This photo, from the New England Journal of Medicine’s most recent issue, shows an unidentified 28-year highway veteran and the “photoaging” effect Northwest University’s Dr. Jennifer Gordon documented in a study of the harmful effects of ultraviolet radiation in sunlight.
The effect, clinically known as “unilateral dermatoheliosis,” is not one that all drivers will experience. But for this driver it has resulted in pronounced thickening of the skin on the side of his face most exposed to the sun while driving, as you can see. It’s doubly interesting given the Federal Motor Carrier Safety Administration’s recent clarification of the regulations on window tinting in commercial vehicles’ side-window glass, which I blogged about here.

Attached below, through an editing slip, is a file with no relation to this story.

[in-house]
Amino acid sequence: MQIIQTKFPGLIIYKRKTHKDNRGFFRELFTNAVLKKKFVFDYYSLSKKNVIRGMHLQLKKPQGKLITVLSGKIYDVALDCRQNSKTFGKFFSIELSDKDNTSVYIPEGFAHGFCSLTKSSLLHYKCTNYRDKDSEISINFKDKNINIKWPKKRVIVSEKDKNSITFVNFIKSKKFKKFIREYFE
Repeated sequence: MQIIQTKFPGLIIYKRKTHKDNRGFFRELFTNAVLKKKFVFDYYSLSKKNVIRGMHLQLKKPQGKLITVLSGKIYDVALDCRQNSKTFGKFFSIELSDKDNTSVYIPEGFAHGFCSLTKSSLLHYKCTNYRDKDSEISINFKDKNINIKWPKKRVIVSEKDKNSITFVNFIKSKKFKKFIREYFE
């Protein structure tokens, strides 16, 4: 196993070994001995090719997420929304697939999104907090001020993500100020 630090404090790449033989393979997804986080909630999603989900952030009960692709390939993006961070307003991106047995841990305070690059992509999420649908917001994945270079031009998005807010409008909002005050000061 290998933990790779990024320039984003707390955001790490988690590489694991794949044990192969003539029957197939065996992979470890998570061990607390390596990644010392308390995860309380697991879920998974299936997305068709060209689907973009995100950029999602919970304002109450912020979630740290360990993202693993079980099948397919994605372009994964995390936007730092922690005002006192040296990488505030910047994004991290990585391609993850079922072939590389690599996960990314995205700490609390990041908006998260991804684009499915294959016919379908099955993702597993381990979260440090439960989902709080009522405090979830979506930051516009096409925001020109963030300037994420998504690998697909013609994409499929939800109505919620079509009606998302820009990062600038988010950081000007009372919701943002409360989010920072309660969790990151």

The best protection against sunlight is shade, of course, but in its absence regular use of UVA- and UVA-blocking sunscreens and/or window films that reflect the UV spectrum can provide protection as well. FMCSA’s clarification noted that films that let through 70 percent of visible light (which doesn’t include UV radiation) are kosher for trucks’ side and rear glass.
FMCSA announced March 31 it has issued an imminent hazard out-of-service ...